A Christchurch company’s innovative design for a revolutionary caravan received scant media coverage in New Zealand when the concept was unveiled in 2012 – but now the world wants to know about it.
Lifestyle websites in Britain, Germany and the USA are calling the ‘Romotow’ the first real reinvention of the caravan in more than 50 years.
It was designed around the concept of a gadget-rich Swiss army knife by architecture and design consultancy W2, whose directors Matt Wilkie and Stuart Winterbourn have said it is “the next frontier in mobile living.”
Over the past six years Romotow has pretty much been a virtual reality production only, a caravan come to life on a computer screen. But now the real thing is nearing completion at a factory in Tauranga.
“We’re building the first one for use as a show model,” said Winterbourn. “It’s a couple of months away yet but it will fully functional and completely fitted out. We’re looking at starting production in 2019.”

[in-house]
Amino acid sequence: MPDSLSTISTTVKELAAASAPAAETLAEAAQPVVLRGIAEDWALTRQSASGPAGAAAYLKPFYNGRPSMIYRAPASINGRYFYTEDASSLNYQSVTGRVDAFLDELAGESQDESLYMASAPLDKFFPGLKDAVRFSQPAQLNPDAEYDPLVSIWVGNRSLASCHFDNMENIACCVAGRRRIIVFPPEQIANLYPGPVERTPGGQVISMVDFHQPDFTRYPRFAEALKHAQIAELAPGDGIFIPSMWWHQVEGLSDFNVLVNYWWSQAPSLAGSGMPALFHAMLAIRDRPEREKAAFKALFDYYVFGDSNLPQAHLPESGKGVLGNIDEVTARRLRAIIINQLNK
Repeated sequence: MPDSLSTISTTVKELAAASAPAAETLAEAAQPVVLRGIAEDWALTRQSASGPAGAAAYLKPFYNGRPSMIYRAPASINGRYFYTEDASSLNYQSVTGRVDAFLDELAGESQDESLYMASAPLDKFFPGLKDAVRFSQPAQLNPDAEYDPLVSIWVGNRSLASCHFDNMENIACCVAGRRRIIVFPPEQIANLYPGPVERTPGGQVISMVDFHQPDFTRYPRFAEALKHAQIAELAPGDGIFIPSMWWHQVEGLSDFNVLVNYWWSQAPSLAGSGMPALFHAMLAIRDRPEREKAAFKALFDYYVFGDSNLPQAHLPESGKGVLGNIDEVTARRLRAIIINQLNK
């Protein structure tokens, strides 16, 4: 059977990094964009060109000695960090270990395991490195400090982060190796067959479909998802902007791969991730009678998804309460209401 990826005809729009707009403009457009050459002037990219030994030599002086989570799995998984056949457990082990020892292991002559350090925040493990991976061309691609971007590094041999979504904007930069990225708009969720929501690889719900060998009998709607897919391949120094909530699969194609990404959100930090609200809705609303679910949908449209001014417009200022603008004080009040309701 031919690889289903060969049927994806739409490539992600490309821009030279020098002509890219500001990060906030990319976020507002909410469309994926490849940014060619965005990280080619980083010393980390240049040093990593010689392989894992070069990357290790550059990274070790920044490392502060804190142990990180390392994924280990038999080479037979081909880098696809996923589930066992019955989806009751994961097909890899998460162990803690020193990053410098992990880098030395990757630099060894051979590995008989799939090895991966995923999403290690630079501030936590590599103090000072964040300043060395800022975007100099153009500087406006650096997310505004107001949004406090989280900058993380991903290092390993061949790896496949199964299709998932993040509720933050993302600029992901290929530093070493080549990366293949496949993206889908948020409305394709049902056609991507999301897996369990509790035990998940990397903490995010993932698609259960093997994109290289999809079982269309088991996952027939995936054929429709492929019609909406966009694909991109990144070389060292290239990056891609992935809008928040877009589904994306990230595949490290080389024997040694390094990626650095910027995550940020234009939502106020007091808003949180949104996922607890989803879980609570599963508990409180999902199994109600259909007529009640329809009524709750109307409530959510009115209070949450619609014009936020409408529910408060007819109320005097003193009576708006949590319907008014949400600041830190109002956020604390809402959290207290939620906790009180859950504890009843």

W2 has secured an international patent to go with the NZ licence for the Romotow, which is designed to fit in a regular campground lot.
Winterbourn said he and Wilkie were “inundated” with inquiries when they showed the concept at a recreational vehicle (RV) trade show in the USA in 2015.
They were on the lookout for a potential manufacturing partner in a market where the 900 RV companies in the USA generate a combined annual revenue of around US$11 billion.
The Romotwo caravan incorporates a living area that, at the push of a button, swivels out from an exterior shell, adding up to 70 per cent more living space as well as a covered outdoor section complete with fold-out barbecue.
A double bedroom in the back sleeps two adults, a living room sofa can be adapted to sleep two others, and both kitchen and bathroom are fitted with stylish fixtures.
Other features include a lightweight, fuel-efficient build, power-assisted braking, pneumatic shock absorbers, a windbreak, sliding doors, louvred windows, easy clean furniture, and integrated sound system.
Romotow – an amalgamation of ‘room to move’ – is said to be more aerodynamic than a conventional caravan, making it easier to tow.
Wilkie, an interior designer, and Winterbourn, a structural engineer, started W2 in suburban Sydenham in 2007, offering residential and commercial design services.
The February 2011 earthquake created strong demand for the firm’s services in structural assessment and demolition work, which has largely driven its growth.